Cinder Blocks & Sweet Talk

30 Jul

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Allie begins 3rd grade on Monday. I’ve been trying to avoid the annual shedding of tears as she advances in grades. It never fails that I usually cry, because it really does feel like just yesterday she was a baby. It seems like such a cliche thing to say or hear, almost like a cop out that parents blurt when they are unable to really capture how it feels to see their children grow, but the reason people say it is that it is true. One days she was a tiny baby, and somewhere in the shift of time she became a walking, talking sass mouth that never fails to make me laugh.

When Allie was a baby I remember thinking another cliche thought, that I wished she came with a manual. I’m not really sure even now what a parenting manual would say. However, I feel that if it possessed real wisdom and not the scraps of common sense that you can find in the instruction of any baby product, it would document that the struggle of parenting transfers slowly from physical to emotional in a way that remains steady yet challenging as kids grow older.

In the beginning, it seems like the demand of parenting is largely physical. From carrying a child inside of your body to carrying them around in your arms for hours when they will not sleep, it’s pretty physical. The lack of sleep from nightly wake ups is similar, and while I am not denying that there is an emotional element, I don’t think it is comparable to the emotional pull as they age and the things that trouble them become more than needing their diaper changed.

Eventually, there is a time when the struggle is no longer carrying a sleeping child up a set of stairs or a random back ache from pulling a car seat from the back seat. Parenting an older child is difficult in a very emotional way. I think the aforementioned nonexistent, realistic parenting manual would tell you that there are no words to truly document the heartache of watching your child struggle with change, feeling left out, or hurt feelings. Watching your child in tears over an issue that you can not assist her in handling is heart wrenching in a way that lack of sleep can never touch. You could fill a car seat with cinder blocks and carry it five miles and the physical strain would never compare to the sadness of watching your child’s feelings crumble while dealing with something they find difficult.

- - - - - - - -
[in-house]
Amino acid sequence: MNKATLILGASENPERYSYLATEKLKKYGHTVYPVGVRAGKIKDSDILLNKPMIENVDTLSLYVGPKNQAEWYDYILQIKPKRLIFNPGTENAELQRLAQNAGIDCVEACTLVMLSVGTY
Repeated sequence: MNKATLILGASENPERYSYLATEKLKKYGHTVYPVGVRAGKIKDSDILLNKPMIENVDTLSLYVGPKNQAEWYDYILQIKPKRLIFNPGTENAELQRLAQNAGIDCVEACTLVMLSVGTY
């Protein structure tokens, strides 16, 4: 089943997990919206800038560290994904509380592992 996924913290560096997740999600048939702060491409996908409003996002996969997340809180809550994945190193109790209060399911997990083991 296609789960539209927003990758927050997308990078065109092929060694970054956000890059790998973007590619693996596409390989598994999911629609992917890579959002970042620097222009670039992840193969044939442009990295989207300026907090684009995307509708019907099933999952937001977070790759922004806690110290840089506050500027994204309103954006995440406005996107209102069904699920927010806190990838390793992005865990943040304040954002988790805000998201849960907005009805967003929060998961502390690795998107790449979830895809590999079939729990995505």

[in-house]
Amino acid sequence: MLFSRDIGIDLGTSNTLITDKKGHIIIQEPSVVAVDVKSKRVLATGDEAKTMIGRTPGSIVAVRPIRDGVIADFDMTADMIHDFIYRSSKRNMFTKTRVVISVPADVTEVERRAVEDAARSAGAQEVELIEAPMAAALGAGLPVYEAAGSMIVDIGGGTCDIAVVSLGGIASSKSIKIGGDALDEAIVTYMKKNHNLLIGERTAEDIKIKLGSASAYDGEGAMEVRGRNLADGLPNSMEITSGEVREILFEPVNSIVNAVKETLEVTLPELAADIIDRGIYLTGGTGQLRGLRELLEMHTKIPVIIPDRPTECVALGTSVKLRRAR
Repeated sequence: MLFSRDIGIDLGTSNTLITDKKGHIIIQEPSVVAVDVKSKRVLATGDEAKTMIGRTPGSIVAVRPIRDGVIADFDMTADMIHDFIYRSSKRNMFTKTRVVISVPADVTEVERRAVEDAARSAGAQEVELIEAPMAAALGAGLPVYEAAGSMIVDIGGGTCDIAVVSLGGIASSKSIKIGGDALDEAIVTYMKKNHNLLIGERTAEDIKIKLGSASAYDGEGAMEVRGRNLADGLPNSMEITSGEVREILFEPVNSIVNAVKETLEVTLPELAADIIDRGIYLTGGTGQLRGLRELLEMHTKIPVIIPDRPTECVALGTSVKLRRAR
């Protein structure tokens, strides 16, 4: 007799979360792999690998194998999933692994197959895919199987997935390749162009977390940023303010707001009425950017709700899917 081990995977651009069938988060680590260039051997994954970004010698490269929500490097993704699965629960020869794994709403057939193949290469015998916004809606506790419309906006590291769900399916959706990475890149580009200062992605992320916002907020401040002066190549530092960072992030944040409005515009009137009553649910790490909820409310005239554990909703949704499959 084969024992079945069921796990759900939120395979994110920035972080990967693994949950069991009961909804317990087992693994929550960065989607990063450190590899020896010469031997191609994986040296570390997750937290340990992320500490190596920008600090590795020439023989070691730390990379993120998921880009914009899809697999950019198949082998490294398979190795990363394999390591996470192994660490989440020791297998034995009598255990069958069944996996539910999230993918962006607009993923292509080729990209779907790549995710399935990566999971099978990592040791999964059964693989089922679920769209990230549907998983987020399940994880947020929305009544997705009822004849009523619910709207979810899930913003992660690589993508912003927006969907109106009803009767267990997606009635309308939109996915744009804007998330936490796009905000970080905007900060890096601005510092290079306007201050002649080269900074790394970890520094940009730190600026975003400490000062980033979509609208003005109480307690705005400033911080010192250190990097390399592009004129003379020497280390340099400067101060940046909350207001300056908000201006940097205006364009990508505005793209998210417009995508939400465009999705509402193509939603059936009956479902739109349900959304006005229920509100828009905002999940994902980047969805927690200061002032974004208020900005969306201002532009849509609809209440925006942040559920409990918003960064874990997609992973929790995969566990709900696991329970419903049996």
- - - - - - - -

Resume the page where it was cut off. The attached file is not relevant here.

Allie’s a pretty tough girl feelings wise, and she will conceal and refuse to reveal her true feelings in an effort to please people. And while I see how that could beneficial to some degree, it’s also sort of a bummer. I feel like she ends up acting like she is okay with things that she isn’t and then having a break down later and acting out in some of the strangest ways possible. The physical to emotional comparison with watching this is probably akin to waking with an infant every 30 minutes and then running a marathon in which your shoes are lined with razor blades. It’s painful, it stings, and you are just waiting for things to heal.

No matter how well you try to explain it, there are no real words to truly describe it and any attempt seems nearly useless. Hugs and reassurance seem to work for cheering her up,  yet the issues churning her emotions still weigh heavy on my mind.

The upside of it all is that she cheers up pretty easily after she falls. Which I guess is why she has currently wrapped her whole body in ace bandages while watching The Brady Bunch like it’s a new show on the DIsney Channel.

Maybe by the time 4th grade comes around a parenting manual will explain it all. Cross your fingers for me.

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